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That night of the year that slips shyly in after the hype of Halloween and the soon-to-be build up to Christmas is nearly here. The night where we wear three pairs of socks, wellies, our large winter coat, hat and scarf, and stare gormlessly up into the sky waiting for the fireworks. Bonfire Night – aka Guy Fawkes Night.
It’s strange how we are so used to the traditions of fireworks night and yet we rarely remember the real reason we are there, apart from the ‘ooh’s’ and ‘aahh’s’ sounding from the crowd as the fireworks are let off. The usual complaints of how cold it is, how long you wait around and how short the firework display is are widely known but subsequently forgotten each year.
We do all keep with the tradition. We have a scarecrow or a Guy made out of old clothes and stuffed with paper on a stake that we burn. But should we reflect more on the idea that the Guy in the bonfire is a symbol of Guy Fawkes – one of the people who attempted to blow up the Houses of Parliament. The fireworks are a reminder of the gunpowder that Guy Fawkes hid in order to do this.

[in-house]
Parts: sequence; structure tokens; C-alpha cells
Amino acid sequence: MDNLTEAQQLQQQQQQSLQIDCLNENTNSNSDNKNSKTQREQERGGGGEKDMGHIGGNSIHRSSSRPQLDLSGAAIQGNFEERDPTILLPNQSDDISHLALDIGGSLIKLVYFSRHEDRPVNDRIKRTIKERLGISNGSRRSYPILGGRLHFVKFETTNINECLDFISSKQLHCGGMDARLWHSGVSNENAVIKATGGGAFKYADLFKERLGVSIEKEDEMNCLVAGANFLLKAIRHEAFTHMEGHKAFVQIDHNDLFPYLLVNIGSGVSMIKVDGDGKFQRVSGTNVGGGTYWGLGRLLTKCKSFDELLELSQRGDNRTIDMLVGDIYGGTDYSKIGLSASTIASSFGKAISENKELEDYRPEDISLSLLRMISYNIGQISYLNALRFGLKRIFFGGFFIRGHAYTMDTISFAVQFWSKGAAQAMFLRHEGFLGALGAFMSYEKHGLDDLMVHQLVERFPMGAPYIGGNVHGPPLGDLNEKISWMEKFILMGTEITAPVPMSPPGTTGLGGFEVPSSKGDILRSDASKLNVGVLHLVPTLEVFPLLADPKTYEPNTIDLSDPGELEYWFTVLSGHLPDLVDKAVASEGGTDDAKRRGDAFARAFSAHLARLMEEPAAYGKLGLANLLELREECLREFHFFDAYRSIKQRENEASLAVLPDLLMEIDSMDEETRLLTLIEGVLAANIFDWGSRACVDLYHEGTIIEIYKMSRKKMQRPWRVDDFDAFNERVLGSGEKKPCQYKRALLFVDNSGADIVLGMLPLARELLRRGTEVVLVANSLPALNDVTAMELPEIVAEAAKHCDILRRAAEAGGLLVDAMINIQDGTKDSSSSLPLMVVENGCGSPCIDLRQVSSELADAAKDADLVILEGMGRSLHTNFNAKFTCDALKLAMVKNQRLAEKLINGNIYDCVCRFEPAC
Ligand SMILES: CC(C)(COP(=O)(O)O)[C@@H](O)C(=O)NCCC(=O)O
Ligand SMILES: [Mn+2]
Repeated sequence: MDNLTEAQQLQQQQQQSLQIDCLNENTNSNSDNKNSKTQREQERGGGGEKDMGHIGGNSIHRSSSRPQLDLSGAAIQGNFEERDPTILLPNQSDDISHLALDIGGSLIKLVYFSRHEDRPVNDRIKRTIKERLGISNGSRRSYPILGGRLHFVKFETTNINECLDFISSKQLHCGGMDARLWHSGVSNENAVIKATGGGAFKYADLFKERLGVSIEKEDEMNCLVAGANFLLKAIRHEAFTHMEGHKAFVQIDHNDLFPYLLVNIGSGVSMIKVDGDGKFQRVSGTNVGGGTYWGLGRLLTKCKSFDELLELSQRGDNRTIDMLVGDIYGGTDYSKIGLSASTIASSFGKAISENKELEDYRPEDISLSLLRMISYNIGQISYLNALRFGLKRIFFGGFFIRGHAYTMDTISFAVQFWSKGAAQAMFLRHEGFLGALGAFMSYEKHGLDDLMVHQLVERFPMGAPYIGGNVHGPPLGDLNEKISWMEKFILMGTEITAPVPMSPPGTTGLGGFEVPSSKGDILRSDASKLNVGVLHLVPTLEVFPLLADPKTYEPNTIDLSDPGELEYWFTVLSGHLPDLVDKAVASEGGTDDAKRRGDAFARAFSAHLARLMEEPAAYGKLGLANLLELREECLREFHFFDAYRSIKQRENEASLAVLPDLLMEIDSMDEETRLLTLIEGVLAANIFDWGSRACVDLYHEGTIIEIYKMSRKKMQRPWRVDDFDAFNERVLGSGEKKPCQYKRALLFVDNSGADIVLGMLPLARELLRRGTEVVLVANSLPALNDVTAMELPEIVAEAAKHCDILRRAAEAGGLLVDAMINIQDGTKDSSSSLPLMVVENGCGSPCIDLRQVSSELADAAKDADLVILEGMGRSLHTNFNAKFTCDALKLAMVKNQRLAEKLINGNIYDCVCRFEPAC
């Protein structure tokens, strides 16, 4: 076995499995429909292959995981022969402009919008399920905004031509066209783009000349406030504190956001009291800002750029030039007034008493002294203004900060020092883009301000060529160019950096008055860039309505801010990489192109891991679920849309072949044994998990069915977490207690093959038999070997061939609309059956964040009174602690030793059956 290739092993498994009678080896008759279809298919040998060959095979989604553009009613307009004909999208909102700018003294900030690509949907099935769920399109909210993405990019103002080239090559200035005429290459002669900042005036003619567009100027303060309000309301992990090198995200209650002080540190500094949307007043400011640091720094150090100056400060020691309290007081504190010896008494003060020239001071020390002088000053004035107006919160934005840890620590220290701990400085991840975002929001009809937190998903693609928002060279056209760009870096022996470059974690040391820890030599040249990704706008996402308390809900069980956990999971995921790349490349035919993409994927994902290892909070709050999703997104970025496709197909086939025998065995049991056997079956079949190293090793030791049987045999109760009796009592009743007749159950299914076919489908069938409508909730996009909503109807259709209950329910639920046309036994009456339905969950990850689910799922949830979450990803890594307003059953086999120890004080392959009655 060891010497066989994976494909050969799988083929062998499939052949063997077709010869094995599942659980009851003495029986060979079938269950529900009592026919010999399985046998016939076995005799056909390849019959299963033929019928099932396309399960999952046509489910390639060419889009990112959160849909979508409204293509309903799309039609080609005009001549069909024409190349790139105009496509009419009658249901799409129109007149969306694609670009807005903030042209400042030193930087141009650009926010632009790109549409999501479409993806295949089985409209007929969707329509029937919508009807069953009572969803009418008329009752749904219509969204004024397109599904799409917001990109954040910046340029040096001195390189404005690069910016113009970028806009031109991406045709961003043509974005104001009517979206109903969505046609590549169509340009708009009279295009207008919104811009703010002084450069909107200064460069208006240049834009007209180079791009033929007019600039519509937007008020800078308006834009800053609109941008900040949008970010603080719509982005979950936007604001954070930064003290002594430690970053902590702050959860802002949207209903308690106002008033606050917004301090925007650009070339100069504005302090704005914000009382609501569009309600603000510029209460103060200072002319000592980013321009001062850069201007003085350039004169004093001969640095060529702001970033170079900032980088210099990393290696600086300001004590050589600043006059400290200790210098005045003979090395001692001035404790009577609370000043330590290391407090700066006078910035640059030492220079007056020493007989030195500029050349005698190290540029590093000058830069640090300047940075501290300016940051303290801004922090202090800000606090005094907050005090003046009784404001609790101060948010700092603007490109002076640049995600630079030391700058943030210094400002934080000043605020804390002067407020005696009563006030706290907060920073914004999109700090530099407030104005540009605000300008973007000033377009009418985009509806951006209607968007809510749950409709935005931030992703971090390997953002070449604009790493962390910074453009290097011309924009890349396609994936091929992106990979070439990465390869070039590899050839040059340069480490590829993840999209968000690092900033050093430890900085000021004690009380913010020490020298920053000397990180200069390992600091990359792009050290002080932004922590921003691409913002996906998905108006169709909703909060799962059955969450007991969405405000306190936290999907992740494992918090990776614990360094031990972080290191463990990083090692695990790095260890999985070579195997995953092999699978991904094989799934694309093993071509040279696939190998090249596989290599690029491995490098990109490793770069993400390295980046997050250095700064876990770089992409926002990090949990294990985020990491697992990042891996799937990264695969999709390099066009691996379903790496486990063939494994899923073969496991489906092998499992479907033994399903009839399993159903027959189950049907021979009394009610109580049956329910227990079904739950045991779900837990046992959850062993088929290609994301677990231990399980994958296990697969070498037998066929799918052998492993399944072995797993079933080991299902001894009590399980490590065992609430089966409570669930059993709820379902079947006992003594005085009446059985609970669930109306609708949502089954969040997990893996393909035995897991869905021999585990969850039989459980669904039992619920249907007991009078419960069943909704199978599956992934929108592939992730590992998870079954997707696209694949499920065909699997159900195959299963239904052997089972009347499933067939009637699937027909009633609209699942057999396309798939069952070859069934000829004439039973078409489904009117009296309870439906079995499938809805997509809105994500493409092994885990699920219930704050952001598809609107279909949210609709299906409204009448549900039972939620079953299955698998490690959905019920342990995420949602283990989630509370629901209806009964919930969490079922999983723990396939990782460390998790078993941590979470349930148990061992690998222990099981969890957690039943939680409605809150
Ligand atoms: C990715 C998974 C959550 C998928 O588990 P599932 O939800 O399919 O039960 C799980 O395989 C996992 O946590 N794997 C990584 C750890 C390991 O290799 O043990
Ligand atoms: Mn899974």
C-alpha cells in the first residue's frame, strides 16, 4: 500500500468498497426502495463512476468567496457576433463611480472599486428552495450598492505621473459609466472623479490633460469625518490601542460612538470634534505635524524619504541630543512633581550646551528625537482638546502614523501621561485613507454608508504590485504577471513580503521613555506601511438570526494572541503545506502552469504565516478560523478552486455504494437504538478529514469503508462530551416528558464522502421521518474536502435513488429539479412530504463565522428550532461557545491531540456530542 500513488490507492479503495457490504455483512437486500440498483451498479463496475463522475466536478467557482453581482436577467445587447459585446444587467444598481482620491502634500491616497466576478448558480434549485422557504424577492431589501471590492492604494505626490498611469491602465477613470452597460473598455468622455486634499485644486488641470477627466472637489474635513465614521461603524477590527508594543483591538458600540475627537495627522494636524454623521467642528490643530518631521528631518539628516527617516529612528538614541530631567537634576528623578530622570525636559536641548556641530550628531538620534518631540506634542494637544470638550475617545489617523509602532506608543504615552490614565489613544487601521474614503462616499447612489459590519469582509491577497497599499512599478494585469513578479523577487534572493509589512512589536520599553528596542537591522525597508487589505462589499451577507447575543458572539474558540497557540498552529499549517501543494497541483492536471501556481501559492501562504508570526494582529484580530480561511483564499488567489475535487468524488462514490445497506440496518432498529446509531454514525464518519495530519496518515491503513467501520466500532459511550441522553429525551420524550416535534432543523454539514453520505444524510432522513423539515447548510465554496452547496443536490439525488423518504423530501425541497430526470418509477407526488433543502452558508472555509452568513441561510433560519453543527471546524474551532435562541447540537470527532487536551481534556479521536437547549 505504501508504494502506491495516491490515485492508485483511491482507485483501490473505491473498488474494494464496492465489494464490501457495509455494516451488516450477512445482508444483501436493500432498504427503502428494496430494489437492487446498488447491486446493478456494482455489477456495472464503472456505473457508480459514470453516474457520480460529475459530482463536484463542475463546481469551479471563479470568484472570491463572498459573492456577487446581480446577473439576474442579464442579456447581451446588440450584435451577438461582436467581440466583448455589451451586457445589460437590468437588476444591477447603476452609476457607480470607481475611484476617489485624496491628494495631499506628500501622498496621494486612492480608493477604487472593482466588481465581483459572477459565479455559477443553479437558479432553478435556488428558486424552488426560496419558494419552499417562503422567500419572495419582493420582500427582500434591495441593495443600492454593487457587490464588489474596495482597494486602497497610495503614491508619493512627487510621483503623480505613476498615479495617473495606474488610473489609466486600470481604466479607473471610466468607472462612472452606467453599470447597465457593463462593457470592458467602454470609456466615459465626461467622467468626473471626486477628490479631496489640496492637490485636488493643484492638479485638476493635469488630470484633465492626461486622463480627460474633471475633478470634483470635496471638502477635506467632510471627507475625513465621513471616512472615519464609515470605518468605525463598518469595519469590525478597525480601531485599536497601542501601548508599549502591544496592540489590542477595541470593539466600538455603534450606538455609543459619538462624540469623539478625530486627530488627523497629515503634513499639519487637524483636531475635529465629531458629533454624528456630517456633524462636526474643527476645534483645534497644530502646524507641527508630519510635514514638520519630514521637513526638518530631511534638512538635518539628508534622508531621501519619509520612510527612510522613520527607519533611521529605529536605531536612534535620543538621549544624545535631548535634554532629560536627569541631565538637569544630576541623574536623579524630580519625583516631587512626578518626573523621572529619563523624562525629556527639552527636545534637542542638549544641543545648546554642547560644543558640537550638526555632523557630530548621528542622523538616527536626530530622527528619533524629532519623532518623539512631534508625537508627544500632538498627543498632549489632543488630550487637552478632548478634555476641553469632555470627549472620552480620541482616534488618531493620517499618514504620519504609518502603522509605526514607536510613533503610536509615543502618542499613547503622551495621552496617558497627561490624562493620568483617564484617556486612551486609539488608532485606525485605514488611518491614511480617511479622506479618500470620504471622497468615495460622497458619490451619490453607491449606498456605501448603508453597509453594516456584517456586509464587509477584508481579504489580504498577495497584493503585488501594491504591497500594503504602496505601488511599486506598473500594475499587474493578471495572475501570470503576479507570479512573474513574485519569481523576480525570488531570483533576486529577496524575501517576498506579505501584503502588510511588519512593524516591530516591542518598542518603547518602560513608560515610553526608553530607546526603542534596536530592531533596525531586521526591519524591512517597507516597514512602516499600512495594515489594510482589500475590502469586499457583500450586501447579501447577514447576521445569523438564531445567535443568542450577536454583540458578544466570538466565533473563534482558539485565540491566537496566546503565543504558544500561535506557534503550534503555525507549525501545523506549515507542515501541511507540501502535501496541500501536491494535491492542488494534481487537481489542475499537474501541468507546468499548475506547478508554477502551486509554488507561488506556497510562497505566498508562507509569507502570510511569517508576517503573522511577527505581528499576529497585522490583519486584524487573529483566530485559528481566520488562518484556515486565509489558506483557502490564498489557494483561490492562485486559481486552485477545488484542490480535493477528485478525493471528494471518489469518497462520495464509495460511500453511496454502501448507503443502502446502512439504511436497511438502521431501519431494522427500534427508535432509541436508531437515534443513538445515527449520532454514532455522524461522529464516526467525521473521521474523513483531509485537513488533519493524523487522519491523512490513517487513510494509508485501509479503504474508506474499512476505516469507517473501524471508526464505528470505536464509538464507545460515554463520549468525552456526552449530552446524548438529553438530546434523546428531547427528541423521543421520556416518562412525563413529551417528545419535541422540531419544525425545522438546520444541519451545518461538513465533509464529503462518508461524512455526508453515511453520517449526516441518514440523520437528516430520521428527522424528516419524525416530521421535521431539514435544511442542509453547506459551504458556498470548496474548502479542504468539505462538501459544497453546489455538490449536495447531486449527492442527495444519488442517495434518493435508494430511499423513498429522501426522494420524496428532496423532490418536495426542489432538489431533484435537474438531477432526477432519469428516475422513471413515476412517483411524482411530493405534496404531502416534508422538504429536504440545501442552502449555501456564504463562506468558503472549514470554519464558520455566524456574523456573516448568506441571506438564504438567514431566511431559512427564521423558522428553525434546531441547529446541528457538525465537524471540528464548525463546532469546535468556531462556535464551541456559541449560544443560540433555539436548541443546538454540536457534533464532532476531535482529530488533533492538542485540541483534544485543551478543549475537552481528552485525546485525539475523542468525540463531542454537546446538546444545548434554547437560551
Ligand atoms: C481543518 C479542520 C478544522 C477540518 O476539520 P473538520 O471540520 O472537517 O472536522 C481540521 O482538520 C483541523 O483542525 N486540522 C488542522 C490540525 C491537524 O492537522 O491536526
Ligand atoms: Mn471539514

Bonfire Night began as a celebration of the discovery of his plot against the King. In a rage against King James, a group of Catholic men plotted his death, and although by no means the head of the plot (that was Robert Catesby) it was Guy Fawkes who was found on the morning of November 5, and taken to the Tower of London to be tortured and eventually executed. But these origins have been almost lost save for primary school lessons.
So we might not be celebrating the survival of King James and the protestantism reign when we go to a firework display each year – but we are still here to celebrate. November 6 kicks off this year’s fireworks display in Lancaster in Ryelands Park. The event is from 7-9pm but the fireworks don’t start until 8pm. The event will also be going on during the day, with themed walks, lantern making and street entertainment. In Ryelands Park itself on the night there will be a fairground, refreshments and entertainments as well as BBC radio Lancashire broadcasting live from 7pm. Advice from last year though, there will be mud. It will be cold. And there are a lot of people so if you do want to visit the fairground and refreshment area then get down early, if you don’t – get there for when the fireworks start.